In rural Texas, neighbors of bitcoin miners say the noise is causing migraines, sleepless nights and the flight of wildlife.

Texas freelance journalist Tamir Kalifa has won a top national prize for coverage of the shooting in Uvalde. We’ll meet him and hear how he approaches his reporting.

And: How Tex-Mex has become the MVP of the Super Bowl.

State has seen rise in teen births since abortion ban was enacted

After Donald Trump’s win in the New Hampshire primary, what are the implications and ripple effects as Texas’ primary day approaches?

The Republican Party of Denton County has issued a resolution calling for Brent Hagenbuch to drop out of race for District 30 of the Texas Senate. At issue: allegations that Hagenbuch doesn’t live in the district.

A federal appeals court has given a second chance to Mexico’s $10 billion lawsuit against gun manufacturers, one of the biggest potential setbacks for gun manufacturers in recent memory.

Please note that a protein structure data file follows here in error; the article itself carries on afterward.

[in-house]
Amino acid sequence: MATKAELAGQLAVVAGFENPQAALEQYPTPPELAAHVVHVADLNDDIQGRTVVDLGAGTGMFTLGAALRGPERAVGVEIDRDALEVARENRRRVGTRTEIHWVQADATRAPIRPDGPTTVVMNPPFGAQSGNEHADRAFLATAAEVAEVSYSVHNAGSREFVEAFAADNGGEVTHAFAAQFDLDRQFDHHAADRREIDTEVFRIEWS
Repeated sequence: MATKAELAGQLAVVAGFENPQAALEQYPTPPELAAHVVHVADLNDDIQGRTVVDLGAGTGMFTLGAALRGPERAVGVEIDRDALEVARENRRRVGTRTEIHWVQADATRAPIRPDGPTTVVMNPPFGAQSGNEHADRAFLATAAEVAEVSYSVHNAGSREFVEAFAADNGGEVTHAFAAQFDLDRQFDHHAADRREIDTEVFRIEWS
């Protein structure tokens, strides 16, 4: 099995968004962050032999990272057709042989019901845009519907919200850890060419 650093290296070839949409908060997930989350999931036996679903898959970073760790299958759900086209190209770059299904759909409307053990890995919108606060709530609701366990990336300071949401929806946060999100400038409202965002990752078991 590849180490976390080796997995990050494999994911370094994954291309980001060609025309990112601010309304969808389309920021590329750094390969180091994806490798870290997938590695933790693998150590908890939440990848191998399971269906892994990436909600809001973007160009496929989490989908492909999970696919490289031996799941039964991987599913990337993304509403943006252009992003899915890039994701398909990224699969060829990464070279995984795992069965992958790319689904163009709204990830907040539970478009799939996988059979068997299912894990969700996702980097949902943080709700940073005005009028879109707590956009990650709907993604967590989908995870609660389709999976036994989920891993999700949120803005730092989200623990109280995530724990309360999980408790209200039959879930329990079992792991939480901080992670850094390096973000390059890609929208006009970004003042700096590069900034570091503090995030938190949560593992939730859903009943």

A new study from the University of Houston finds a rise in teen birth rates a year after Texas’ six-week abortion ban went into effect.

And: Analysis of the Supreme Court’s ruling on razor wire at the border.

Texas voting restrictions challenged in court

The trial of Texas Attorney General Ken Paxton continues, but not for long. We’ll have details on the latest testimony from the Senate floor.

State senators could start deliberations in Paxton’s impeachment trial as soon as Thursday.

Texas voting laws go on trial in San Antonio. We’ll have details about a case challenging state bans on 24-hour polls and drive-thru voting.

All that, and how to keep your trees fungus-free, the best bean and cheese taco in Texas, and the latest headlines from across the state. It’s coming up today on the Texas Standard.